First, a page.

The solutions [[eta].sup.1], [[eta].sup.2], [[eta].sup.3] are the relative deviations of two free particles in directions orthogonal to the direction of the wave's motion. The deviations are actually generalizations of the solutions (7.41) and (7.42), where the particles were at rest. The only difference is that here (9.10-9.12) there are additional parts, where the particles' initial velocities [U.sup.2.sub.(0)] and [U.sup.3.sub.(0)] are added.

Here we see that, besides regular harmonic oscillations, the term t cos [omega]/c (ct [+ or -] [x.sub.1]) describes oscillations with an amplitude that increases without bound with time. Another substantial difference is that, in contrast to solutions (7.35), (7.42), (7.43) given for rest-particles, the solutions (9.10), (9.11), (9.12) contain longitudinal oscillations--they are described by solution (9.10). Both harmonic oscillations and unbounded-rising oscillations exist there only if, at the initial moment of time, the particles are in motion along [x.sub.2] and [x.sup.3] (orthogonal to the [x.sub.1] direction of the wave's motion).

So, we come to our final conclusions on both free-mass detectors and solid-body detectors of gravitational waves:
   The greater the velocities of particles (atoms and
   molecules) in a gravitational wave detector (built on
   either free masses or of the Weber kind), the more
   sensitive is the detector to a falling weak plane gravitational
   wave. In current experiments researchers cool
   the Weber pigs to super low temperatures, about 2 K,
   aiming to minimize the inherent oscillations of the
   particles of which they consist. This is a counter-productive
   procedure by which experimental physicists
   actually reduce the sensitivity of the Weber
   detectors to practically zero. We see the same vicious
   drawback in current experiments with free-mass detectors,
   where such a detector consists of two satellites
   located in the same orbit near the Earth. Because the
   observer (a laser range-finder) is located in one of the
   satellites, both satellites are at rest with respect to each
   other and the observer. All the current experiments
   cannot register gravitational waves in principle. In a
   valid experiment for discovering gravitational waves,
   the particles of which the detector consists must be
   in as rapid motion as possible. It would be better
   to design a detector using two laser beams directed
   parallel to each other, because of the light velocity of
   the moving particles (photons). The indicative quantities
   to be observed are the light frequency and phase.


Acknowledgements

I am very grateful to Dmitri Rabounski for his help in this research, over many years, and his substantial additions and corrections to it. Many thanks to Stephen J. Crothers for his corrections and help in editing the manuscript.

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(1) As it is well-known, the space curvature is linked to the gravitational field by the Einstein equations.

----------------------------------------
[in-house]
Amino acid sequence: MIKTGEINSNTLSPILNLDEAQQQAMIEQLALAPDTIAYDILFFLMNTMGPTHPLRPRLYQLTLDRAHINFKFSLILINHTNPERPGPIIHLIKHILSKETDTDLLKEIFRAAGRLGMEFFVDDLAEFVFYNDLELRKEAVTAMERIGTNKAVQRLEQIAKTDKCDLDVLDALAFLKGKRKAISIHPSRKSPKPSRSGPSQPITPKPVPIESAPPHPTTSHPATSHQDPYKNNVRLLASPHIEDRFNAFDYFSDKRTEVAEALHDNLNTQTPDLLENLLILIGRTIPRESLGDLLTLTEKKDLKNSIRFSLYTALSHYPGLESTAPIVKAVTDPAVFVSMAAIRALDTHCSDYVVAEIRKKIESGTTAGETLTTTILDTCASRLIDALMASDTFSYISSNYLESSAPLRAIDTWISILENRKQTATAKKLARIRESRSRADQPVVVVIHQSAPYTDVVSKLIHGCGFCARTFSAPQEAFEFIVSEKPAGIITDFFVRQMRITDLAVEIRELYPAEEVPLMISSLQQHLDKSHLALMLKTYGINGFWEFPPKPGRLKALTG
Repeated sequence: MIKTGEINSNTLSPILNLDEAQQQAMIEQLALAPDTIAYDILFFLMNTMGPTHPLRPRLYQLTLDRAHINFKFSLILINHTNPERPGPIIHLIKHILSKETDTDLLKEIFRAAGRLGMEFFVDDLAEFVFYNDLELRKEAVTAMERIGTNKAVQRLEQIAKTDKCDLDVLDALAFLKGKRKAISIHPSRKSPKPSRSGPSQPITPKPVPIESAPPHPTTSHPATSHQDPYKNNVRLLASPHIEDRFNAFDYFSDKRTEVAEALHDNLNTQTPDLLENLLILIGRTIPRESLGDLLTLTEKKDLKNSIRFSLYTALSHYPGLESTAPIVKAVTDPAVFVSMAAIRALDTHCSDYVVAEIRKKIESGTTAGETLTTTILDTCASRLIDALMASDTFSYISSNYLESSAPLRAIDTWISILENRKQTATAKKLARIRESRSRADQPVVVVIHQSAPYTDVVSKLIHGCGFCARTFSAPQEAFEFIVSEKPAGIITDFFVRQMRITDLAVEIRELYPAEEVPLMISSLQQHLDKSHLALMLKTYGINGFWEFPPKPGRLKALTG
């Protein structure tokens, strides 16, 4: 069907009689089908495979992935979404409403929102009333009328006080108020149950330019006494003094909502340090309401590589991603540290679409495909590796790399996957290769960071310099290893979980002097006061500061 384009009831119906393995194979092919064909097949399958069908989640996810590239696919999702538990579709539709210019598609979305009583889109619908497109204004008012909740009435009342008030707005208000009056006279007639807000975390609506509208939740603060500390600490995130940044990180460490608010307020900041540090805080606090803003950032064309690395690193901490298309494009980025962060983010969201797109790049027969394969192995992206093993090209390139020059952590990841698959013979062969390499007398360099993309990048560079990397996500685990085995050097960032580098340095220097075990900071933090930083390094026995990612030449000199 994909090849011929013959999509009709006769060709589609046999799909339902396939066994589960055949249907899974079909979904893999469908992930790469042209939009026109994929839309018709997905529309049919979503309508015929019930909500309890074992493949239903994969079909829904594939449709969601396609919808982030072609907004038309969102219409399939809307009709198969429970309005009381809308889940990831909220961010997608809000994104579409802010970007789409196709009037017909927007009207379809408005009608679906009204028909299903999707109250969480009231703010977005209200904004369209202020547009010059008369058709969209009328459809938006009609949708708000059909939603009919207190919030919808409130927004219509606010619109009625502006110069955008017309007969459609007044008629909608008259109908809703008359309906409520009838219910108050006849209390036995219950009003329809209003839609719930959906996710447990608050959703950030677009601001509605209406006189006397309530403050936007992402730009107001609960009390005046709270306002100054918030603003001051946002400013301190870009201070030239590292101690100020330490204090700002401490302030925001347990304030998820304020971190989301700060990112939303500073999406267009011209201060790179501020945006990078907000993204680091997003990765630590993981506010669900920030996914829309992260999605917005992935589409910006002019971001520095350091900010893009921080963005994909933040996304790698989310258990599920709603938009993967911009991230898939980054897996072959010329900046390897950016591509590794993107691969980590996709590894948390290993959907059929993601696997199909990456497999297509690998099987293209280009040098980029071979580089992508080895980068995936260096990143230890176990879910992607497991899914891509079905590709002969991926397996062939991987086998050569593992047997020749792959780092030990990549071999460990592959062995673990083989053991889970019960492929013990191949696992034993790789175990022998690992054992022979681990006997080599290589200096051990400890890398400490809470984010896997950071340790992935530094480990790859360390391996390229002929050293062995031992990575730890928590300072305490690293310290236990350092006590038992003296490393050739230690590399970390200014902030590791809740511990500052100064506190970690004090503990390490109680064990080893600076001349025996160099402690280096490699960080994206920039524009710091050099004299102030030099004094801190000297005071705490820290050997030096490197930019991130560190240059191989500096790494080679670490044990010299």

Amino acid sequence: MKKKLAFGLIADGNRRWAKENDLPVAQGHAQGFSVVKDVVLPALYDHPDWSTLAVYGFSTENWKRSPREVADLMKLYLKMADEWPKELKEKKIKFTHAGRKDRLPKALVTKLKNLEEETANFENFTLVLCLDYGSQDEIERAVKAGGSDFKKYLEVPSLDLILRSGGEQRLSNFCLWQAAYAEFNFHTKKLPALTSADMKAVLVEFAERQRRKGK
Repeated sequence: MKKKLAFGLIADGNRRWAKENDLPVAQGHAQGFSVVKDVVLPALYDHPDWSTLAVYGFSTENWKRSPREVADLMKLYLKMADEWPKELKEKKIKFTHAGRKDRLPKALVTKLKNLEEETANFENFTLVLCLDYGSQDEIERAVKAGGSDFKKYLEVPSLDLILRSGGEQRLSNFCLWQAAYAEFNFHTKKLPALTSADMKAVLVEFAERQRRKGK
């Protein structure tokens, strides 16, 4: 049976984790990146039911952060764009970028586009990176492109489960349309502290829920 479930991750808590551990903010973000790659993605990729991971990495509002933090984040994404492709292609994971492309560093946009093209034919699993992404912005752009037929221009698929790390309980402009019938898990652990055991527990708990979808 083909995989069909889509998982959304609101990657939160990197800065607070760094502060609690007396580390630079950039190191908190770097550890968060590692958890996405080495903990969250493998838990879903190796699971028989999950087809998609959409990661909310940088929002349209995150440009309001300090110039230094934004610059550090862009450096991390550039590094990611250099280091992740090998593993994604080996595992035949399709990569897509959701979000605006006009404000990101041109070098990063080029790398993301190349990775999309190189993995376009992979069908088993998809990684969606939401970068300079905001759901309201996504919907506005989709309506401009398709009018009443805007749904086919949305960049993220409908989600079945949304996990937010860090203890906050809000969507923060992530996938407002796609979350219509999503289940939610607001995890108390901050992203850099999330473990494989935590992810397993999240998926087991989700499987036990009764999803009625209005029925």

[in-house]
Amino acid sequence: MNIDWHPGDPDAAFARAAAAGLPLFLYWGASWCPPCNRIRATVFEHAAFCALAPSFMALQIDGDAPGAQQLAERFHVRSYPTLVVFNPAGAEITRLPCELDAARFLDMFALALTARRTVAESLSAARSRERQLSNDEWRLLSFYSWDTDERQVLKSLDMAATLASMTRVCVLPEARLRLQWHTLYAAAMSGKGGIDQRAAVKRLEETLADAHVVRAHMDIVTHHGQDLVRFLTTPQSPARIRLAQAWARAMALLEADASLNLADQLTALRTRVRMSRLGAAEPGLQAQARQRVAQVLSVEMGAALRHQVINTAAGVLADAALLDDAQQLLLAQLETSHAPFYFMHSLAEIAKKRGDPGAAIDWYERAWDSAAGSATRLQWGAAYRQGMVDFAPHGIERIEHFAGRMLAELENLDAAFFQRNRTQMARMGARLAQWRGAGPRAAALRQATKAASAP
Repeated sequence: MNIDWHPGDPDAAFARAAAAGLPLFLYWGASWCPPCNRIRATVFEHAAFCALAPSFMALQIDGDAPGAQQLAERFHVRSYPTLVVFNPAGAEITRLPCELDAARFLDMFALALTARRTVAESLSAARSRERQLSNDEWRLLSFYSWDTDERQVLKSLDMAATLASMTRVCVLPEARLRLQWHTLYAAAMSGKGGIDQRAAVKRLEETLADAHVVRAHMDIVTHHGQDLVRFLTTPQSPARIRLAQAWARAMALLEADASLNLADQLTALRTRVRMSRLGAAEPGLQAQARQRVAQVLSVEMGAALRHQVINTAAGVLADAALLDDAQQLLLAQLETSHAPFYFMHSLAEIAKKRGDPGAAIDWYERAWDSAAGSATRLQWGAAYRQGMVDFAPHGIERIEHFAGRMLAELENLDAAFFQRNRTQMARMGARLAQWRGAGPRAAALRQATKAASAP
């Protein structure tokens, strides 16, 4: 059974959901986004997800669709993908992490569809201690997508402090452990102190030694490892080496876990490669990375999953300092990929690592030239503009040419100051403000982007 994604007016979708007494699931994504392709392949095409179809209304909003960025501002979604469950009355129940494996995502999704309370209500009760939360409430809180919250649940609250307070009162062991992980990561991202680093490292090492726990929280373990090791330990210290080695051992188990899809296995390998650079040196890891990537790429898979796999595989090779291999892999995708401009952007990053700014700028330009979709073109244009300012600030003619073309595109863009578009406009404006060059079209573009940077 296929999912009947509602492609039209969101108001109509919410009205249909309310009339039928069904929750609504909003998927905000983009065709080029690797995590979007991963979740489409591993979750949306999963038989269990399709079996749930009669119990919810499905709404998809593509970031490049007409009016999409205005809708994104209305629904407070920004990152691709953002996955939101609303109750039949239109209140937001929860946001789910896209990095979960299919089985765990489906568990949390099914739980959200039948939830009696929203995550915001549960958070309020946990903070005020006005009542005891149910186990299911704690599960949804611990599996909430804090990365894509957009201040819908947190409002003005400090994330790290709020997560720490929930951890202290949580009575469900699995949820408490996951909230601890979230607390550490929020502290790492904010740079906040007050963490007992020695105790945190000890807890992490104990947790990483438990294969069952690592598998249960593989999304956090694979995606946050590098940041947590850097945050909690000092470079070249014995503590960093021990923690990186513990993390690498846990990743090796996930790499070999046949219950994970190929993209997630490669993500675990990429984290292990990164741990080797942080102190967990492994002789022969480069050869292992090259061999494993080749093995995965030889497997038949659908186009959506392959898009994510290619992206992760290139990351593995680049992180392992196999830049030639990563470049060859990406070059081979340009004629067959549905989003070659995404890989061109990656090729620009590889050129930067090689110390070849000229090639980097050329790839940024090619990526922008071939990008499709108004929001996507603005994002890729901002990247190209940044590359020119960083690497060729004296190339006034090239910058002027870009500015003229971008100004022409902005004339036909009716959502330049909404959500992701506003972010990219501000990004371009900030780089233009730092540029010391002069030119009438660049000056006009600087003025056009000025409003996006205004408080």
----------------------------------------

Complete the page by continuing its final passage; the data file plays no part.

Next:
(2) In other words, if their velocities are different from zero. Parametric oscillations merely add their effect to the relative motion of the moving particles. Parametric oscillations cannot be excited in a system of particles which are at rest with respect to each other and the observer.

(3) There are well-known Hafele-Keating experiments concerned with displacing standard clocks around the terrestrial globe, where rotation of the Earth space sensibly changes the measured time flow [49, 50, 51, 52].

(4) This criterion is named for Abraham Zelmanov, although it had been published by Zakharov [40]. This happened because Zelmanov gave many of his unpublished results, his unpublished criterion included, to Zakharov, who completed his dissertation under Zelmanov's leadership at that time.

(5) A space is called symmetric, if its curvature tensor is a covariant constant, i. e. if it satisfies the condition [[nabla].sub.[sigma]][[R.sub.[alpha][beta][gamma][delta]]] =0.

(6) A recursion curvature space is known as prime or simple, if it contains n-2 parallel vector fields, which could be isotropic or non-isotropic. Here n is the dimension of the space.

(7) This approach to the gravitational inertial wave problem was developed by Zelmanov, although it had first been published by Zakharov because the latter prepared his dissertation under Zelmanov's leadership: see footnote on page 35.

(8) The presence of the minus sign here is a consequence of the fact that we use the signature (+---), where plus is related to the time coordinate while minus is attributed to spatial coordinates. The minus sign has been chosen for the [g.sub.ik] in the [h.sub.ik] formula, because in this case the observable spatial interval [d.sub.[sigma]] = [h.sub.ik] [d.sup.xi][dx.sup.k] is positive, which is an important fact in the theory of physically observable quantities [42, 43].

(9) See [section]7 and [section]8 below for detailed calculations for the effect due to weak plane gravitational waves in solid-body detectors of the Weber kind (the Weber pigs) and also in antennae built on free masses.